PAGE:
Law-and-order campaign follows sentencing in Stanford sexual assault case
30 June 2016
In the wake of California Judge Aaron Persky’s June 2 decision to sentence Stanford University student Brock Turner to a six month jail sentence for sexual assault, the political establishment has launched a law-and-order campaign aimed at establishing mandatory sentences, expanding the prison population and increasing the police powers of the state.
The emerging “tough on crime” campaign reveals the deeply anti-democratic character of complaints that Turner’s sentence was “too lenient” and a product of his “white privilege.” The chorus of police, prosecutors, political figures, media magnates and identity-based organizations that have joined to denounce Persky are strengthening dangerous authoritarian tendencies in the state.
The campaign against Persky, which a number of public defense attorneys have publicly opposed, is intended to intimidate those few criminal judges who do not serve as rubber stamps for the prosecution. The Santa Clara County District Attorney’s office successfully removed Persky from another case after the judge dismissed a misdemeanor charge against an impoverished Hispanic defendant.
The law-and-order campaign has metastasized in recent weeks, culminating in a proposal by a host of Democratic State Assembly representatives to make sweeping changes to the California Penal Code. On Tuesday, the Senate Public Safety Committee unanimously approved sending two police-backed bills to a floor vote. Assembly Bill 2888 would establish a mandatory minimum of three years in prison for sex assault cases where the victim was unable to consent due to intoxication or unconsciousness. Assembly Bill 701, also proposed by Democrats, would broaden the statutory definition of rape to include forced penetration of any body part with any foreign object.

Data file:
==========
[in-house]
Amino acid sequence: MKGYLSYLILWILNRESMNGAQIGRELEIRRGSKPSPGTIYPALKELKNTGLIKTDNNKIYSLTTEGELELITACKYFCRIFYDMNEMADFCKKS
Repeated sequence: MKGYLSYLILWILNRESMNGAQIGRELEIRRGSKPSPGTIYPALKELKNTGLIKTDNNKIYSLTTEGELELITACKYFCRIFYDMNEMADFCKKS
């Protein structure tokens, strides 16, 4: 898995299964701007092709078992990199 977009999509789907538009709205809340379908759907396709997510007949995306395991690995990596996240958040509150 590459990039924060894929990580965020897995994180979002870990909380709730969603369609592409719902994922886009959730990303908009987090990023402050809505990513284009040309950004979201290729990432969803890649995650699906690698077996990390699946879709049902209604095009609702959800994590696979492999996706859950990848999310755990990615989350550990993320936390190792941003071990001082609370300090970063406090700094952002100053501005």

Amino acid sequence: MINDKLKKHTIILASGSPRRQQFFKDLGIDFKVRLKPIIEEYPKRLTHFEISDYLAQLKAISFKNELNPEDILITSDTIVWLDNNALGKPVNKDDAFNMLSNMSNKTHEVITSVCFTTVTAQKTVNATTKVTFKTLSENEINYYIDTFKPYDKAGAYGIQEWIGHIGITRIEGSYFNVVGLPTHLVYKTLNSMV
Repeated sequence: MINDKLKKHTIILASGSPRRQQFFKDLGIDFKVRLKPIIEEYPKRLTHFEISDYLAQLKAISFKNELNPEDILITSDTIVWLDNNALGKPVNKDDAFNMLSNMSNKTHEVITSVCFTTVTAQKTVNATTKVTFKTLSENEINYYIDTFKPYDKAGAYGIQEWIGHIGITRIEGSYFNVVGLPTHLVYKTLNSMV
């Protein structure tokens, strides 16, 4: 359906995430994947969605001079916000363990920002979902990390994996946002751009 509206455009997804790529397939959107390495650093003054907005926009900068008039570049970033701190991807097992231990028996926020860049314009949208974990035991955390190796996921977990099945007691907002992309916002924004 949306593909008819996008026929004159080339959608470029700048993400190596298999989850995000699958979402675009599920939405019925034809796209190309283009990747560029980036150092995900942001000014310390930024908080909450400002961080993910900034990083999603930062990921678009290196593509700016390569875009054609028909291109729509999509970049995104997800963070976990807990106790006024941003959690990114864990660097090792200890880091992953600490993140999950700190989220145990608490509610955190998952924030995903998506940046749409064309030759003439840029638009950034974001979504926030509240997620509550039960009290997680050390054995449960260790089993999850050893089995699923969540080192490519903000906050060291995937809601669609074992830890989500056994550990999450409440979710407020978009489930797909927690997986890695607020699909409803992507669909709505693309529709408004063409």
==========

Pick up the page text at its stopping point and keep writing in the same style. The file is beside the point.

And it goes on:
The reactionary character of these law-and-order reforms is exemplified by the comments of the press and by prosecutors supporting the proposed changes.
The San Francisco Chronicle described the current penal code as “crazy soft-on-crime,” and warned that “Brock Turner is what happens when you give judges unlimited discretion to go lenient.” Calling for harsher sentences, Santa Clara County District Attorney Jeff Rosen said the mandatory minimum sentencing law is part of a “cry for change” and said that AB 2888 will “help us hold accountable sexual offenders who stalk unnoticed within our state’s college campuses…”